This dress is the first time I’ve come across several different features, most of which I’ve already mentioned except for the sleeves.  I know they are out there, but this is the first kimono style with a full sleeve that I’ve seen in the decade of the 40’s.  I usually have a hard time keeping the inner curve of my kimono sleeves from wrinkling and bunching, even with precautions like snipping and such, but these sleeves turned out great.  Tacked inside are giant ½ inch thick shoulder pads to help define the shoulders, sculpt the silhouette, and give the impression of a defined sleeve seam.  I find it so curious that such bulky shoulder pads work so well and look so good with 40’s styles – maybe it’s just that I have the body type that (I think) can handle over-exaggeration of the shoulders which the 40’s does best.

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Now my belt was entirely self-drafted, and it merely two strips of fabric with a layer of “Stitch Witchery” bonding web ironed in between for a stable, one-piece of material.  Then the bias binding was sewn over the edge and the closure added.  Now, Peggy’s original dress as designed by Gigi Melton had as its closure a black buckle in what looks like leather.  I was inclined to use Vogue #9222, view B, since it looks like a carbon copy of Gigi Melton’s design (lacking the lacing over the edges, of course).  However, again, I went with my taste but still stayed a bit true to the original by having no buckle.  My belt has a ½ inch bias strip sewn to the inner center of one rounded edge, then about ¾ inch space away the other rounded end of the belt latches onto a sliding, waistband-style hook-and-eye.

I usually love making my own bias tape (no irony, really I do), but tiny ¼ inch single fold bias tape was living hell.  My hands received some very painful injuries from the steam of the iron and every seam line only made the folding even harder.  It wasn’t the tool – the Dritz tool worked great.  It’s just that the smaller the scale the more difficulty.  So my lesson was learned never do this scale bias tape again…until my next “very good reason” to suck up and make it again!  The finished look of some custom made bias tape is so worth whatever extra bother goes along.dsc_0118a-compw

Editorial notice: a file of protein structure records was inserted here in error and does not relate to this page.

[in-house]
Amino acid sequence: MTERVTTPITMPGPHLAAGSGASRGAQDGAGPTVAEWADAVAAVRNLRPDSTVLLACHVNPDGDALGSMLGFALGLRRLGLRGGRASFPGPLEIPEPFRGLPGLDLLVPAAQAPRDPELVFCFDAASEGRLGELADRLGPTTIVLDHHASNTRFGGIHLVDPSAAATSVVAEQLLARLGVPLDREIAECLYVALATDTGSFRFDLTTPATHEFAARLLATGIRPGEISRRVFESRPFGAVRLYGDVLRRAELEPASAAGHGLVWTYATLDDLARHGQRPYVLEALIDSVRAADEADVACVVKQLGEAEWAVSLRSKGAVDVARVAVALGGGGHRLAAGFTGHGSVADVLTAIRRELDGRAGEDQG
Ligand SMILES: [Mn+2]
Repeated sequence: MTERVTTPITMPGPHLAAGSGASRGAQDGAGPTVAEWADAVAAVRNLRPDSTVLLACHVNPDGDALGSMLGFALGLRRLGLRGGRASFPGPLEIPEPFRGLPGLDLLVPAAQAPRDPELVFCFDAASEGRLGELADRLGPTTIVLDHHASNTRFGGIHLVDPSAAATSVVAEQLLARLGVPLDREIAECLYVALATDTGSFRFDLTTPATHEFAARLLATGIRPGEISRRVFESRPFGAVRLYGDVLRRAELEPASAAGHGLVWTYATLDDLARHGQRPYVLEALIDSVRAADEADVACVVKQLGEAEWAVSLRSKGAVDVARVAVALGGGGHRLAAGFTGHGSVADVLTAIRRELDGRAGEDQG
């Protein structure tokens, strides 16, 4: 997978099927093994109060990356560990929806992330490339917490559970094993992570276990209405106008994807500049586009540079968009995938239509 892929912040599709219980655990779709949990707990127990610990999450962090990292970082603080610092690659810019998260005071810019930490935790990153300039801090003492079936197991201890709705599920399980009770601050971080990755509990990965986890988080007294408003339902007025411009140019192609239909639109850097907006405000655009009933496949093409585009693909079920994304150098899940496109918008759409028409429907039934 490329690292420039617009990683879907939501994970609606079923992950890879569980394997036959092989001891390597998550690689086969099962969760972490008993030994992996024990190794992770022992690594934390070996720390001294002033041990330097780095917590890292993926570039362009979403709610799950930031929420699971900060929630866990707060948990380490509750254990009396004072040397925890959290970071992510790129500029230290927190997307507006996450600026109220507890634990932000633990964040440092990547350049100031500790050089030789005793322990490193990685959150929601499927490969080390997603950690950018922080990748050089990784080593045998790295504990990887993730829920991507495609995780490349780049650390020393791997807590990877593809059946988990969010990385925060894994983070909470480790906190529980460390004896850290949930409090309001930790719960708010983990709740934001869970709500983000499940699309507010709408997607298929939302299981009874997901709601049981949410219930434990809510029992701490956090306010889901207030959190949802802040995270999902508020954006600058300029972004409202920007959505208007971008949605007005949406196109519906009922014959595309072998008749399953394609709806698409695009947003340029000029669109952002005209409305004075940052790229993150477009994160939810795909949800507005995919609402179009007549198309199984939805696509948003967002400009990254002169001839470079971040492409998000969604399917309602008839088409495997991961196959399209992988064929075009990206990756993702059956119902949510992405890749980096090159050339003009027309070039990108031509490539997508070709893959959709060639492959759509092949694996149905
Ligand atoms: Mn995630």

Check out my shoes – they are so “mathy-matchy” I am a little embarrassed at myself and proud at the same time.  They are “Kimmy” ankle strap pumps by “Chase and Chloe” in light blue to match the contrast color in my dress.  These shoes are not leather and not that comfy for long periods of wear, but they were on sale for so cheap, have a vintage flair, and they have the same triangular cut-outs as my dress!  They are not what Peggy wore with her outfit, but hey, this outfit is for me to wear.  How could I resist the call of the perfect pair of shoes?  I rarely can…

Our background settings for these pictures are two of the historical theatres in our town.  season-two-hollywood-endingThis was meant to match with the “Hollywood Ending” in Agent Carter’s television show.  Jarvis drops Peggy off in front of the SSR’s “cover” shop front of a theatrical agency, catty-corner to an old movie theatre.  If you notice, our one picture of me has the dual masks of comedy and tragedy over behind me – a subtle hint to Peggy Carter’s nemesis Whitney Frost, a.k.a. “Madame Mask”.  The theatre with the masks on the front entrance box office box is the “Tivoli” theatre, built in 1924.  Here we were not able to take pictures anywhere other than outside.

However, the theatre in most of our pictures is from 1922, the “Hi-Pointe” theatre, the oldest and the only one built for showing movie films – not vaudeville acts like the Tivoli’s use – and done so continuously since its opening.   The Hi-Pointe theatre technically has won awards as having the best urinals in town (not that I would know), but – no really – I love the simplistic Art Deco Look of the front ticket office box with its streamlined metal sheeting.  The head employee so kind and helpful to let us explore inside and even pull the curtains and turn on the spotlights so I could have the picture perfect “Hollywood Ending” shot!  That’s all, folks!  Cue the happy finale…

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“Atomic Jacks” 1955 Set of Redingote Jacket and Dress

I’ve sewn it again…here is another look-alike to the fashion of the corrupt character of Whitney Frost on Marvel’s TV show “Agent Carter”, Season Two.  This time I have an outfit to show you of a dress and redingote jacket, inspired from episode 8 “The Edge of Mystery” to be precise.  I am so proud at how this outfit turned out better than I’d imagined it for myself, and it’s so wonderful to wear!  I even found an eerily similar silk scarf and leather-like driving gloves, all vintage, to properly complete my Whitney outfit.